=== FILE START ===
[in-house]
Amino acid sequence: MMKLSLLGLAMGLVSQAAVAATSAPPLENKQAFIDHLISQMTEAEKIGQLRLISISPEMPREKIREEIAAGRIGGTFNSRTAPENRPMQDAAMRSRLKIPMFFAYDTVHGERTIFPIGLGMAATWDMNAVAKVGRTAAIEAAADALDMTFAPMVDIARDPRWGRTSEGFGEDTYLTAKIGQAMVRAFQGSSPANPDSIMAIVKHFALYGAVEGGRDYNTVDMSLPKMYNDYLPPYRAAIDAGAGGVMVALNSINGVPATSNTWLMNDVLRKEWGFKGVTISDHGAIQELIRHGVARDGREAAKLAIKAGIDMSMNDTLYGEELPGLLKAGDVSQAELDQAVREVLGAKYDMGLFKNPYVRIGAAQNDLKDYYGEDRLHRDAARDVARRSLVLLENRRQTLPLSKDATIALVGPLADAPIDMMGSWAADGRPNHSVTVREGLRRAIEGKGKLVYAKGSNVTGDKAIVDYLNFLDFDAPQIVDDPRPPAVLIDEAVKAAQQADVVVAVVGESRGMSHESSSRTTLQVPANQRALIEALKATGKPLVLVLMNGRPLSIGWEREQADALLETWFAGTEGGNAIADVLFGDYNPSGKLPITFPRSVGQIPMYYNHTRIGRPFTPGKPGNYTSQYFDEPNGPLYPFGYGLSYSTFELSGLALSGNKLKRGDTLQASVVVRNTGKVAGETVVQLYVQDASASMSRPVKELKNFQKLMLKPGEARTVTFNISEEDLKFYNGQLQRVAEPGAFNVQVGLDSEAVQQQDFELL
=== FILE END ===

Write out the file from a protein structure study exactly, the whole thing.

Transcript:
[in-house]
Amino acid sequence: MMKLSLLGLAMGLVSQAAVAATSAPPLENKQAFIDHLISQMTEAEKIGQLRLISISPEMPREKIREEIAAGRIGGTFNSRTAPENRPMQDAAMRSRLKIPMFFAYDTVHGERTIFPIGLGMAATWDMNAVAKVGRTAAIEAAADALDMTFAPMVDIARDPRWGRTSEGFGEDTYLTAKIGQAMVRAFQGSSPANPDSIMAIVKHFALYGAVEGGRDYNTVDMSLPKMYNDYLPPYRAAIDAGAGGVMVALNSINGVPATSNTWLMNDVLRKEWGFKGVTISDHGAIQELIRHGVARDGREAAKLAIKAGIDMSMNDTLYGEELPGLLKAGDVSQAELDQAVREVLGAKYDMGLFKNPYVRIGAAQNDLKDYYGEDRLHRDAARDVARRSLVLLENRRQTLPLSKDATIALVGPLADAPIDMMGSWAADGRPNHSVTVREGLRRAIEGKGKLVYAKGSNVTGDKAIVDYLNFLDFDAPQIVDDPRPPAVLIDEAVKAAQQADVVVAVVGESRGMSHESSSRTTLQVPANQRALIEALKATGKPLVLVLMNGRPLSIGWEREQADALLETWFAGTEGGNAIADVLFGDYNPSGKLPITFPRSVGQIPMYYNHTRIGRPFTPGKPGNYTSQYFDEPNGPLYPFGYGLSYSTFELSGLALSGNKLKRGDTLQASVVVRNTGKVAGETVVQLYVQDASASMSRPVKELKNFQKLMLKPGEARTVTFNISEEDLKFYNGQLQRVAEPGAFNVQVGLDSEAVQQQDFELL